When viewing films by newcomers, Zwick looks for a unqiue voice that reflects the filmmaker’s personality. “Ask yourself about yourself and your point of view,” he urged. “Books first and experience second — travel, relationships, politics and all the things of engagement with the world.”

Read the rest of this article from Filmmaker Magazine.

Do you need a Film Directing Coach? If actors, singers and athletes have private coaches, why not Film Directors? If you would like help to achieve your dreams of being a creative and successful independent film director, please check out my Film Directing Coach services via Skype.


Egyptian movie director talks about taking risks in Arabic cinema

September 29, 2014

by Benita Adesuyan. Marwan Hamed’s latest film The Blue Elephant is an anomaly in . Released in July in Egypt to a strong reception, the hit film is a thriller, a genre that’s such a rarity in Arab film that critics thought it was a risk straying away from the feast of rom-coms and family […]

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6 Filmmaking Tips From James Gunn

September 28, 2014

by Scott Beggs. James Gunn made the movie that ruled the summer, which is really fucking weird. Not because he isn’t talented (because he is), but because his rise to prominence doesn’t make mathematical sense. The odds were astronomical. To think about it in the worst way possible, Lloyd Kaufman — the founder of Troma […]

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Ashim Ahluwalia debunks 12 rules of filmmaking

September 26, 2014

from DearCinema. The maverick director of John and Jane and Miss Lovely shared his insight on filmmaking with DearCinema readers at IndieTalk recently. He advised first time directors against the following unspoken rules of the industry: Read the rest of this article from the DearCinema IndieTalk Sesssion. Do you need a Film Directing Coach? If actors, singers and athletes […]

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How Movies Trick Your Brain Into Empathizing With Characters

September 25, 2014

by Greg Miller. There’s a scene near the end of Black Swan, where Nina finally loses her grip on reality. Nina, played by Natalie Portman, is the protagonist of this 2010 psychological thriller, a ballerina stressed to the breaking point by competing with another dancer for a starring role. She begins to hallucinate black feathers […]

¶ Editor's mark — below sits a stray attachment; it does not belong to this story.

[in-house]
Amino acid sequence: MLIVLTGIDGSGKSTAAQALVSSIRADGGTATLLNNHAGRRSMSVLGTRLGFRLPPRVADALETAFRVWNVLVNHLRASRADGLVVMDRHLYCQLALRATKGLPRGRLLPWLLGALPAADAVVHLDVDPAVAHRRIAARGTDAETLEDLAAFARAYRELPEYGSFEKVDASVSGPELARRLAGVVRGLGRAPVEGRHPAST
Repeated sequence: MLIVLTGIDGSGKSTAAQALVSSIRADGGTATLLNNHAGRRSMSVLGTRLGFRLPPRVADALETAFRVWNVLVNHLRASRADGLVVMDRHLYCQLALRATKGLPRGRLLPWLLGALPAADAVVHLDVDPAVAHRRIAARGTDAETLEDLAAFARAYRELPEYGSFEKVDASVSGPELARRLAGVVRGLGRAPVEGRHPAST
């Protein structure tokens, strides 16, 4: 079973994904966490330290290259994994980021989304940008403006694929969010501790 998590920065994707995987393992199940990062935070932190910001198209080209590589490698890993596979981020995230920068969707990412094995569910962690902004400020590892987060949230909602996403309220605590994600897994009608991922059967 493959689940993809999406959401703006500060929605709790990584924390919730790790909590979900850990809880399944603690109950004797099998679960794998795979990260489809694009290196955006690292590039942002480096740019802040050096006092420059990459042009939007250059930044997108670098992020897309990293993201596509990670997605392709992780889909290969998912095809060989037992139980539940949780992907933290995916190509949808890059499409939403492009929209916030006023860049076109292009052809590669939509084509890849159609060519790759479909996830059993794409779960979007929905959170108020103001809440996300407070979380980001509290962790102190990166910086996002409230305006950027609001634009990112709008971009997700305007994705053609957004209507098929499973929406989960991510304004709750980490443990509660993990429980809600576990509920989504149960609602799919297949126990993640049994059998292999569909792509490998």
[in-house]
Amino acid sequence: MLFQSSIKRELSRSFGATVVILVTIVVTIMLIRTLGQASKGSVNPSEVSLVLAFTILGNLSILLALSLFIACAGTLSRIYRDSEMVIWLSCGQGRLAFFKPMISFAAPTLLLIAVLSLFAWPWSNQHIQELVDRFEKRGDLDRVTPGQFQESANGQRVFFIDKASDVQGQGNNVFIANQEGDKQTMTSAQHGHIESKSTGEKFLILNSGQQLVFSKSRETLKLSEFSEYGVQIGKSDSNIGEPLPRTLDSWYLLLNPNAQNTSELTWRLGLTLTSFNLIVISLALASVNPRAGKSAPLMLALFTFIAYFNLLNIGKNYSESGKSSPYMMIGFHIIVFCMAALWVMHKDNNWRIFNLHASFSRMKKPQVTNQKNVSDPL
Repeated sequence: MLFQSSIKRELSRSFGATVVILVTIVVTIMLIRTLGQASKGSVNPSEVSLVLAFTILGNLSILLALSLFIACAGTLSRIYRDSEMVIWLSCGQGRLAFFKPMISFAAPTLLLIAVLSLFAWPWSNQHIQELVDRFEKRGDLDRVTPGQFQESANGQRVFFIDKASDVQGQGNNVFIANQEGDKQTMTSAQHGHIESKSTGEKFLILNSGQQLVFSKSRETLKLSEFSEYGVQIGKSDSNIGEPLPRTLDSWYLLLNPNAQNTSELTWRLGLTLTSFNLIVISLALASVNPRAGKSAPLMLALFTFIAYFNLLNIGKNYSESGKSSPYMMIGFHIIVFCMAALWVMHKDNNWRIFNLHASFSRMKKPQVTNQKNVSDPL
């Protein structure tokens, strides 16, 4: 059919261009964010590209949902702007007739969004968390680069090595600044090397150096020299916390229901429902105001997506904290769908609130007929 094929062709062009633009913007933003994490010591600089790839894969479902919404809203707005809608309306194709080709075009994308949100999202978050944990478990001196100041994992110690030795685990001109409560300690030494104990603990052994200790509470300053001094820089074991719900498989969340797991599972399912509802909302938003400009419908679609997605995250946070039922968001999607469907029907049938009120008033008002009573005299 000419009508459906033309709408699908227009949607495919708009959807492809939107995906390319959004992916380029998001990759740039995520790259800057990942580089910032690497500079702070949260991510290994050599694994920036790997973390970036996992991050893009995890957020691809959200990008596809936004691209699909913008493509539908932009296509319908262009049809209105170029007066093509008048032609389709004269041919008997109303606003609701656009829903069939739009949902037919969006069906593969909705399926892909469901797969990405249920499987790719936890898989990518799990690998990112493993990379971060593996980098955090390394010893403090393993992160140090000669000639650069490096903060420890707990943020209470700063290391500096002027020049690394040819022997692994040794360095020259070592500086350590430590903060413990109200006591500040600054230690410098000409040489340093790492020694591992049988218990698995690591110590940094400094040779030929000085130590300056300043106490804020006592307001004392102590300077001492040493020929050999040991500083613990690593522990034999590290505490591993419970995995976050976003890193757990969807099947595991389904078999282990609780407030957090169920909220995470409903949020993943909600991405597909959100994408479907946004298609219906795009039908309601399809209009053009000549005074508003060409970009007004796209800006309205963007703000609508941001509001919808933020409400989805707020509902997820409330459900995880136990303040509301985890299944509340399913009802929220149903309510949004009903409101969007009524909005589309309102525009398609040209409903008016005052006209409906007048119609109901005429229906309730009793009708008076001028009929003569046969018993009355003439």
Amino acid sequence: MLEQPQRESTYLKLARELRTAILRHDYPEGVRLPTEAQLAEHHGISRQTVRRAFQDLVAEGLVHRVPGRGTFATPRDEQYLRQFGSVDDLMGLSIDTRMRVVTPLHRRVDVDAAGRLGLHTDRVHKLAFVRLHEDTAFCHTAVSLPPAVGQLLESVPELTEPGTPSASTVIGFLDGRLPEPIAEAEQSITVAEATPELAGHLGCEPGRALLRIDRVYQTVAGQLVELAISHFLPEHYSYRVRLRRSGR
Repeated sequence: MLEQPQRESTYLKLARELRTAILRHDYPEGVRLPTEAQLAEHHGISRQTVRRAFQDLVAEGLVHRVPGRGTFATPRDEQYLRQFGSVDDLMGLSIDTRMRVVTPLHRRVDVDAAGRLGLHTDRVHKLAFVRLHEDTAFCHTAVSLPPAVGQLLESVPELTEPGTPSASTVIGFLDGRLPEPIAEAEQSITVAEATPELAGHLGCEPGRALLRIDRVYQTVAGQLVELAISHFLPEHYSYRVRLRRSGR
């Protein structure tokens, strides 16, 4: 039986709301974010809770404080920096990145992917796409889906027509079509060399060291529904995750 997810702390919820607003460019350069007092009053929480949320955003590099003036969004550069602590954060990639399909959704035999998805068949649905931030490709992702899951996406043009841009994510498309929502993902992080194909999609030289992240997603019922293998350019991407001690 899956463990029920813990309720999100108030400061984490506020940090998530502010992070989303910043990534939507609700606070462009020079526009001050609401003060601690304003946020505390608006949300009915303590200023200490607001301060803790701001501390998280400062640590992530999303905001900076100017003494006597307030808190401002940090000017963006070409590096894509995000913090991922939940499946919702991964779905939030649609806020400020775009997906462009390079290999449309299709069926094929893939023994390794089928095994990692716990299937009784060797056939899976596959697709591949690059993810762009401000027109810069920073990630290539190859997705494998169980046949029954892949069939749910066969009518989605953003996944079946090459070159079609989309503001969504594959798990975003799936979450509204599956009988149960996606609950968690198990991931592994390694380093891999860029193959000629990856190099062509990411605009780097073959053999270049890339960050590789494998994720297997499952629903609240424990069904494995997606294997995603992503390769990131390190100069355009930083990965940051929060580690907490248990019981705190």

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The Cinematographers of Sundance Share the Best and Worst Advice They’ve Ever Received

September 24, 2014

by Robert Hardy. It’s safe to say that there’s absolutely no shortage of advice floating around when it comes to the various aspects of the filmmaking. From writing and directing to shooting and editing, the internet is rife with advice from everyone and their mother. However, not all advice is good advice. The folks at Indiewire […]

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Russian Maestro Andrei Konchalovsky on Digital Filmmaking

September 23, 2014

by Steven Gaydos. Nearly 50 years after directing his debut feature, “The First Teacher,” Russian maestro Andrei Konchalovsky returns to the Venice Film Festival competition for the fifth time as director with “The Postman’s White Nights.” No stranger to major film fest red carpets, Konchalovsky first saw the Venice spotlight as a screenwriter on legendary […]

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Werner Herzog’s No-Bullshit Advice to Aspiring Filmmakers and Creative Entrepreneurs

September 22, 2014

by Maria Popova. Psychologists have long championed the idea that the ability to remember and integrate experiences is a central component of creative work. In Werner Herzog: A Guide for the Perplexed (public library) — the same wide-ranging beast of an interview that gave us the legendary filmmaker’s thoughts on creativity, self-reliance, and how to […]

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Canadian filmmakers ride into TIFF without ‘training wheels’

September 21, 2014

by Geoff Pevere. The only way the 1984 Toronto Festival of Festivals could have been more Canadian would have been if there had been a snowfall in September. Not that the fest, since rebranded as the Toronto International Film Festival, needed it. That was not only the inaugural year of a new national showcase program […]